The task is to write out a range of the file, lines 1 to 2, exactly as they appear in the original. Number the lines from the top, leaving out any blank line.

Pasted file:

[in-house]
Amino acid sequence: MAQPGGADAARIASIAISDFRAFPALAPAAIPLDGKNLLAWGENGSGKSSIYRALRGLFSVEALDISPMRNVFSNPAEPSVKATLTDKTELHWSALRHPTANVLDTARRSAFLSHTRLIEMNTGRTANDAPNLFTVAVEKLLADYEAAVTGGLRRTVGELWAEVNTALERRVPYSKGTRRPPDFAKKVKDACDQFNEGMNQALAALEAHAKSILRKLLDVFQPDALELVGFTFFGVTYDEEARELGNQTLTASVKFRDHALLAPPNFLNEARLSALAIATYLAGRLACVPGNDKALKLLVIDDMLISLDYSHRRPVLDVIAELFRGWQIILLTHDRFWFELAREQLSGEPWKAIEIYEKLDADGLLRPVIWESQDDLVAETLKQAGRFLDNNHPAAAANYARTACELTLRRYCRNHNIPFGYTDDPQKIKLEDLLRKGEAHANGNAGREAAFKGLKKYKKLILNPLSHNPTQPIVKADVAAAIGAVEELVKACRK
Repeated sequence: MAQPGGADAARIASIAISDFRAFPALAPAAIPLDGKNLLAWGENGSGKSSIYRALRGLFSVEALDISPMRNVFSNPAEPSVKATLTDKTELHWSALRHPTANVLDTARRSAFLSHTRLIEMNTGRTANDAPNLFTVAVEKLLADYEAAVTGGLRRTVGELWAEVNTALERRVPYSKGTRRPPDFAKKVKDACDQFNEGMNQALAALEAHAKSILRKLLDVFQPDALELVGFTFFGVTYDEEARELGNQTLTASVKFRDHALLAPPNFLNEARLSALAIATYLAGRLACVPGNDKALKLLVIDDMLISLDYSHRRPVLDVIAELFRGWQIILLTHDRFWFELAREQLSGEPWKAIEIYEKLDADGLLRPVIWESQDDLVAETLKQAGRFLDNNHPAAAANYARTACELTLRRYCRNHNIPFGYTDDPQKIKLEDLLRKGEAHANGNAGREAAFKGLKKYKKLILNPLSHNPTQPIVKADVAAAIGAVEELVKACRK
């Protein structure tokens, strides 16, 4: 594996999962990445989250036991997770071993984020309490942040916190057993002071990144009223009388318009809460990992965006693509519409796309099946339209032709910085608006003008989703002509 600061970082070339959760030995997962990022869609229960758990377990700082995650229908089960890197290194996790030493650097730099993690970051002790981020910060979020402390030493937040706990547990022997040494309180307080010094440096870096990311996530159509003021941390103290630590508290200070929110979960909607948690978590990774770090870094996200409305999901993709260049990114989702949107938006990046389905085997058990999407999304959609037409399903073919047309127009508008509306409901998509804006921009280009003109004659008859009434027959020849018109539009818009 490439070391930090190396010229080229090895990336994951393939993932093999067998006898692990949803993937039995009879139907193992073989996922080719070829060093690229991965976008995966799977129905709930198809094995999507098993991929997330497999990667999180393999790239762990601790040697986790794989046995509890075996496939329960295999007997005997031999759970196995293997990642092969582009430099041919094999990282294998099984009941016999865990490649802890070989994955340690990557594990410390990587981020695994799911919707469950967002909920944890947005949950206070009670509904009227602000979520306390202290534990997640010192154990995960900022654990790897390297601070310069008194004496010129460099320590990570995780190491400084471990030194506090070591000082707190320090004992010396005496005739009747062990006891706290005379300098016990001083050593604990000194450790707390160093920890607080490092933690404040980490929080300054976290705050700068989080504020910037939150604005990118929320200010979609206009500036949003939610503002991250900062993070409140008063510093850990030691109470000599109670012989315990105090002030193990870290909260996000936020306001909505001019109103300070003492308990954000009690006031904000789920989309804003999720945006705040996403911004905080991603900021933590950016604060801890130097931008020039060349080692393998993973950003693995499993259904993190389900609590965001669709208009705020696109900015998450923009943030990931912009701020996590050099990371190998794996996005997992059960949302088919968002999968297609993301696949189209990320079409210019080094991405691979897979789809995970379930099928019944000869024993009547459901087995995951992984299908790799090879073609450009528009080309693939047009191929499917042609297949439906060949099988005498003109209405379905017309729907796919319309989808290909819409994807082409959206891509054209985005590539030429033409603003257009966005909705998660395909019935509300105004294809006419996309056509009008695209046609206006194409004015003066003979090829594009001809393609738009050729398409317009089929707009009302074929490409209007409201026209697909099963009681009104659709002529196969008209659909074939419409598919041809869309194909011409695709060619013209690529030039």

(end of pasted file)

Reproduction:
[in-house]
Amino acid sequence: MAQPGGADAARIASIAISDFRAFPALAPAAIPLDGKNLLAWGENGSGKSSIYRALRGLFSVEALDISPMRNVFSNPAEPSVKATLTDKTELHWSALRHPTANVLDTARRSAFLSHTRLIEMNTGRTANDAPNLFTVAVEKLLADYEAAVTGGLRRTVGELWAEVNTALERRVPYSKGTRRPPDFAKKVKDACDQFNEGMNQALAALEAHAKSILRKLLDVFQPDALELVGFTFFGVTYDEEARELGNQTLTASVKFRDHALLAPPNFLNEARLSALAIATYLAGRLACVPGNDKALKLLVIDDMLISLDYSHRRPVLDVIAELFRGWQIILLTHDRFWFELAREQLSGEPWKAIEIYEKLDADGLLRPVIWESQDDLVAETLKQAGRFLDNNHPAAAANYARTACELTLRRYCRNHNIPFGYTDDPQKIKLEDLLRKGEAHANGNAGREAAFKGLKKYKKLILNPLSHNPTQPIVKADVAAAIGAVEELVKACRK